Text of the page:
Important information for travelling pets

When taking your pet abroad it is important to realise that there are potential disease risks which need to be considered.

Animals from Jersey will have no natural immunity to several diseases which are common in Europe and elsewhere.


Leishmaniasis, Babesiosis, Ehrlichiosis and Heartworm.

All are potentially life threatening and so must be carefully considered before travel. These diseases are all transmitted to pets when they are bitten by an infected insect.

Different insects spread different diseases. With the exception of Heartworm, the only way to protect your pet from catching the disease is to prevent it being bitten by the insect.

Therefore, it is useful to know the feeding habits of the insects and where they are likely to be found.

The lists of geographical areas mentioned are not exhaustive. Also, high risk times of day or year may be noted, but insects will also feed outside these peak times. These diseases principally affect dogs, but cats may also be affected.

Whenever you are travelling abroad with your pet it is sensible to seek the advice of a local veterinary surgeon with regard to preventative health, as he or she will best know the local disease risks.

If your pet falls ill while you are abroad you should seek veterinary assistance as soon as possible.

It is worth finding out about local vets in the area before travelling, especially if language is going to be a problem.

Should your pet fall ill after you have returned to the UK, do remember to mention to your veterinary surgeon that your dog or cat has travelled or lived abroad, even if it was years previously, as some of these diseases can take many years to emerge.


Protozoal Parasite
Transmitted by: Phlebotomine Sandfly

Where do Sandflies live?

  • Woods and gardens (not beaches!)
  • Mediterranean countries and islands

Feeding activity of Sandflies

  • Potentially any time of day
  • Peak activity May to October

Prevention of bites

  • Do not allow dogs to sleep outside. Sandflies enjoy similar cool resting places to dogs!
  • Allowing animals to sleep upstairs may reduce bites, as Sandflies have limited flight
  • Environmental insect repellents – e.g. coils and plug-ins
  • Scalibor repellent collar for dogs

Speed of onset of illness

  • It may take up to 6 years for signs to develop after an animal has been bitten

Clinical signs of illness

  • Chronic or recurrent weight loss, skin and eye lesions, lameness and enlarged lymph nodes


Protozoal parasite of the red blood cell

Transmitted by: Ticks

Where do Ticks live?

  • Forest and rough grazing including campsites!
  • France, Southern Europe but as far north as Belgium, Germany and the Netherlands

Feeding activity of Tick

  • Especially Spring and Autumn

Prevention of Tick bites

  • Prevent tick attachment – repellent collars (Scalibor for dogs)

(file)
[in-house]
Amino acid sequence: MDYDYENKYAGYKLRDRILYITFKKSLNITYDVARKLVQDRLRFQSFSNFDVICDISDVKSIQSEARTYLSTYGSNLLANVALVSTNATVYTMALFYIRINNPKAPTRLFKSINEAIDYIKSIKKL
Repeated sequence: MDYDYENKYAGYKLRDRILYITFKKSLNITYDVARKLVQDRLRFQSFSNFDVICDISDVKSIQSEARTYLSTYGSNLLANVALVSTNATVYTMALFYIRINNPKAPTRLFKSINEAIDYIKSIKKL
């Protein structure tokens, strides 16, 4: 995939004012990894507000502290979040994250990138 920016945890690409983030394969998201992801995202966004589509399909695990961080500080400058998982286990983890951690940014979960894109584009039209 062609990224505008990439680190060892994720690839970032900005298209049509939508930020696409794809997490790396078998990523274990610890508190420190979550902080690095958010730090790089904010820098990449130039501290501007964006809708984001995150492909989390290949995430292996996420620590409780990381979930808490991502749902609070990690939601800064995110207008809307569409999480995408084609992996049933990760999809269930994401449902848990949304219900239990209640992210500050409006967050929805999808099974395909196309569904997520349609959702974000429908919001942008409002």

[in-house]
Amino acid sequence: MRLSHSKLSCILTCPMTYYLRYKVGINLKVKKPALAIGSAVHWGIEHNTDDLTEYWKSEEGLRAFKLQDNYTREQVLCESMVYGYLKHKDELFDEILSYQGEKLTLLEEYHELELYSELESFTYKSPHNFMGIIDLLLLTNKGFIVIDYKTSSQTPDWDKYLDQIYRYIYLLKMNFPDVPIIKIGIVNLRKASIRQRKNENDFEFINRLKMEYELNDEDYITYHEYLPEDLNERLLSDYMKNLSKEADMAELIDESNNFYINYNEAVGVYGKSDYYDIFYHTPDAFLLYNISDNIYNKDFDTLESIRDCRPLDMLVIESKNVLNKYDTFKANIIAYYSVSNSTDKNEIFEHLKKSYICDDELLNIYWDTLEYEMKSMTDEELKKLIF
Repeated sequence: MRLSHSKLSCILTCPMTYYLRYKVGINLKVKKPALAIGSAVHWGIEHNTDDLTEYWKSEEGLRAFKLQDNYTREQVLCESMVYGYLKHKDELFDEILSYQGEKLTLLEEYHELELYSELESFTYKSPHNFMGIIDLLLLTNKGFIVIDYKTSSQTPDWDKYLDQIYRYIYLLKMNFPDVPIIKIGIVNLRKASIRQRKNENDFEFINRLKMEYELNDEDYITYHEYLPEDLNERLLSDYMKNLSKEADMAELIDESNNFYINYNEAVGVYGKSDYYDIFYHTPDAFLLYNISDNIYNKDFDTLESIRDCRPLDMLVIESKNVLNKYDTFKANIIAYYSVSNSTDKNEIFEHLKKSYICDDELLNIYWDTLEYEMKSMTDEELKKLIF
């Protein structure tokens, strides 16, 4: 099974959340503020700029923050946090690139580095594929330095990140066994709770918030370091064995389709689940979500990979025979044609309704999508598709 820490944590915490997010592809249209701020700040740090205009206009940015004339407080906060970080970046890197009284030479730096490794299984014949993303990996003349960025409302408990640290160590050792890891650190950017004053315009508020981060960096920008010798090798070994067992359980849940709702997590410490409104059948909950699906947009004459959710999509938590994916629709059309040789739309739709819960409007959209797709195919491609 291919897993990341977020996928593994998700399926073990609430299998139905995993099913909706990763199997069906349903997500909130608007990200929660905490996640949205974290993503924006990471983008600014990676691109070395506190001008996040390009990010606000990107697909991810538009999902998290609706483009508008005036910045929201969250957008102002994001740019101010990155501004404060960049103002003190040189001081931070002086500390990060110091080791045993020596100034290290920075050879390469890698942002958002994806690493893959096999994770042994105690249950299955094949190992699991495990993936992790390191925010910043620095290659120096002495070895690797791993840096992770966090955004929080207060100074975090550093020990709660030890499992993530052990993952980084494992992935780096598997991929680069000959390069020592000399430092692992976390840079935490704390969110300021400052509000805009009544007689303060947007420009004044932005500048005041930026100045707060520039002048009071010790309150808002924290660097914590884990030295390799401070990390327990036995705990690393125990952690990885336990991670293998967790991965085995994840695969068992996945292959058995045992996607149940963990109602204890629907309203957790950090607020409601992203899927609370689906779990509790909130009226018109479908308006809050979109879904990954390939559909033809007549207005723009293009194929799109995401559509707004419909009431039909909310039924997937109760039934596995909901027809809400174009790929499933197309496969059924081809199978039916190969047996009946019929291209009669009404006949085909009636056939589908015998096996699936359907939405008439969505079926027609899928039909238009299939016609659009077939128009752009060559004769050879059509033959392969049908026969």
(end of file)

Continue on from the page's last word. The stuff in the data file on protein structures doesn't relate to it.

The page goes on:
• Treatments to kill attached ticks – Bravecto spot on (cats and dogs) or Advantix (dogs)
  • Daily checking and removal of ticks using Tick Hook

Speed of onset of illness

  • Rapid onset disease is possible

Clinical signs of illness

  • Due to haemolytic anaemia (destruction of the red blood cells). Pale mucus membranes, jaundice, weakness, fast breathing, red urine, collapse, death


Caused by a parasite in the white blood cells

Transmitted by: a certain species of Tick

Where is this Tick found?

  • France, Corsica, Spain, Italy and Portugal, and further north to Germany, Belgium and Holland

Speed of onset of illness

  • Rapid onset disease, sub-clinical infection (i.e. the parasite is in the body but does not cause signs of illness) or chronic infection (i.e. causing a slower, long term illness) are all possible

For information regarding feeding activity and prevention see: Babesia

Clinical signs

  • Fever, anorexia and enlarged lymph nodes


Heartworm (Dirofilaria immitis): Nematode worm found in pulmonary arteries (those in the lungs) and heart

Transmitted by: Mosquitoes

Where do the Mosquitoes live?

  • From northern France south to the Mediterranean. Much of the USA and Canada
  • Hyper-endemic in the Po Valley in Italy

Feeding activity of Mosquitoes

  • Mainly at night but some species feed during the day
  • Especially from May to September

Prevention of Mosquito bites

  • Small mesh nets or window covers
  • Environmental insect repellents – coils and plug-ins
  • Scalibor repellent collar for dogs

Prevention of disease

  • Drug prophylaxis (preventative treatment) using Milbemax tablets, selamectin spot-on (Stronghold) or moxidectin spot-on (Advocate)- start a month before exposure, then give monthly until one month after return to the UK.

Where dogs may have been previously exposed, testing is required prior to treatment.

Please note the difference between Dirofilaria Immitis (Heartworm) and Angiostrongulus vasorum (French Heartworm, Lungworm)!

Clinical signs

  • Associated with respiratory disease and heart failure



Prevent Tick attachment

  • Scalibor collars (dogs)
  • Advantix spot-on (dogs)

Kill Ticks

  • Bravecto spot on (cats)
  • Advantix spot-on (dogs)
  • Bravecto spot on or tablet (dogs)

Daily check for ticks and remove any found using a Tick Hook

Sandflies and Mosquitoes

  • Keep your pet inside at times of peak activity
  • Use meshes/netting over windows
  • Use environmental repellents
  • Scalibor collar (dogs)

Heartworm prevention

  • Monthly Milbemax tablets, Selamectin spot-on (Stronghold) or moxidectin spot-on (Advocate)
  • Start one month before exposure and continue until one month after return

Please note: It is important to take great care when removing ticks to ensure that the mouth parts are fully removed. Failure to do so may cause an abscess or granuloma (inflamed lump) to develop. To ensure safe removal we recommend using a specially designed Tick Hook. These come with instructions for safe tick removal.